Sad thought: when I start thinking it'd be handy for my Fire TV box Gen 1 retired and was replaced with a Fire TV 4K stick Gen 1 just for the HEVC support.
The Fire TV box Gen 3 I use in the living room generally does its job well. The older Gen 1 I use in the bedroom also does pretty well and still gets the occasional updates other than Android version) just fine.
Typically I normalize my video rips into H.264/AVC video. Making the audio carry an AAC-LE stereo track and passing through surround; and sometimes adding AC-3 because of surround sound constraints on the platform. Because if you can't play H.264 and AAC at this point: you should just go home or be recycled.
Lacking H.265/HEAC is a more understandable at this time. But currently the only devices I really use that lack hardware decoders for that are my Gen 1 Fire TV from 2014 and my Kepler era GPU from 2013. Anything else ain't getting used for video anything anyhow.
A quick little test using Noucome; episode one, chapter one.
The baseline is about 4.18 GB per episode at around 18~20 Mbit input reported by VLC's stats. Drop the DTS master audio for the regular DTS, and you arrive at about 3.8 GB per episode. The amount of bits is also a bit excessive when you consider the show has a stereo audio :P. Feeding it through my usual HandBrake settings the video gets taken down to about 5 Mbit/s which is plenty for a 1080p source in that codec.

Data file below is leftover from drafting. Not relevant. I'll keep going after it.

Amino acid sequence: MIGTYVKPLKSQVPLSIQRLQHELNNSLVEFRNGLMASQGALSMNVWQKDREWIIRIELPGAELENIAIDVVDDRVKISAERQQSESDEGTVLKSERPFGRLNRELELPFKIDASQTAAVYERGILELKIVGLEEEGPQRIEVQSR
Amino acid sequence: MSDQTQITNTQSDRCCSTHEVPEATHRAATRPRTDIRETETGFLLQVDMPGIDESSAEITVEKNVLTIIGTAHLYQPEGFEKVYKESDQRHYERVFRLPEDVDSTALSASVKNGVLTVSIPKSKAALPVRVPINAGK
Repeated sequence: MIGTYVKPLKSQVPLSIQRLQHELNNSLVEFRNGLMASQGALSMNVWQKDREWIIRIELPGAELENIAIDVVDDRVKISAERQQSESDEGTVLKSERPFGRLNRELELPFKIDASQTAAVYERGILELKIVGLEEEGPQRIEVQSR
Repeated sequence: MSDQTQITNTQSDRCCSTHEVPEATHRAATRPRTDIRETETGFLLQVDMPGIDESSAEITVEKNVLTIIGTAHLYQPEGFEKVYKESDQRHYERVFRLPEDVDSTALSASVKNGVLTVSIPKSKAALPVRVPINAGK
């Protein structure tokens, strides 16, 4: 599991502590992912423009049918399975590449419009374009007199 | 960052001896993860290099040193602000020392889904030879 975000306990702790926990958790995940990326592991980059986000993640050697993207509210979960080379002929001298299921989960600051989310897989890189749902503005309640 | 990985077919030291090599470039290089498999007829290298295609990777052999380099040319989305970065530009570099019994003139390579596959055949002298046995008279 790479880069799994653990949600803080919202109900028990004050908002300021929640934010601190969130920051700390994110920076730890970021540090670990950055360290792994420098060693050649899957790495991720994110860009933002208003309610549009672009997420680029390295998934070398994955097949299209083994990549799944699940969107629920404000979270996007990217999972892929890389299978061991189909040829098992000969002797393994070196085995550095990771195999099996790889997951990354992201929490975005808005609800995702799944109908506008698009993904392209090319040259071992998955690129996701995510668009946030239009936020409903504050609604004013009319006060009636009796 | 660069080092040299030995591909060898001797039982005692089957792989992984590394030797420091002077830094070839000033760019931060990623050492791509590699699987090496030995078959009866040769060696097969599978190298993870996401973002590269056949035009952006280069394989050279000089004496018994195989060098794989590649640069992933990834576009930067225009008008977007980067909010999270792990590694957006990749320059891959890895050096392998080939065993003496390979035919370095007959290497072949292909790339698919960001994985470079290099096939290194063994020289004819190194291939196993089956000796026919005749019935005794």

Encoding a few tests, creating AAC and AC3 at 160 Kbit/s both take about equally long as just passing through the regular DTS. Because the video codec is really where the ~5 min gets spent in x264. Using my old desktop's 2.1 logitech speakers I can't telly any difference. The file deltas are about 60M for AAC/AC3 versus 90M for DTS passthrough. Not enough to care about that much.
Using my usual HandBrake settings for H.265 HEVC, which aims to achieve comparable quality to my H.264 AVC configuration, my old ass desktop's encoding time for the short clip virtually doubled but the size drops from about 60M to 35M.
And then there's the given case when the per-episode file sizes are only about 4 GB, they're small enough that I don't really need to give a flying hoop. The 3 TB drive for that part of my media server is only about 43% full, and by the time it is filled up I'll probably be able to get an 8 or 12 TB drive for the same price point as when I bought my 3 TB. Which in turn cost about as much as the 1 TB drive it had replaced, lol.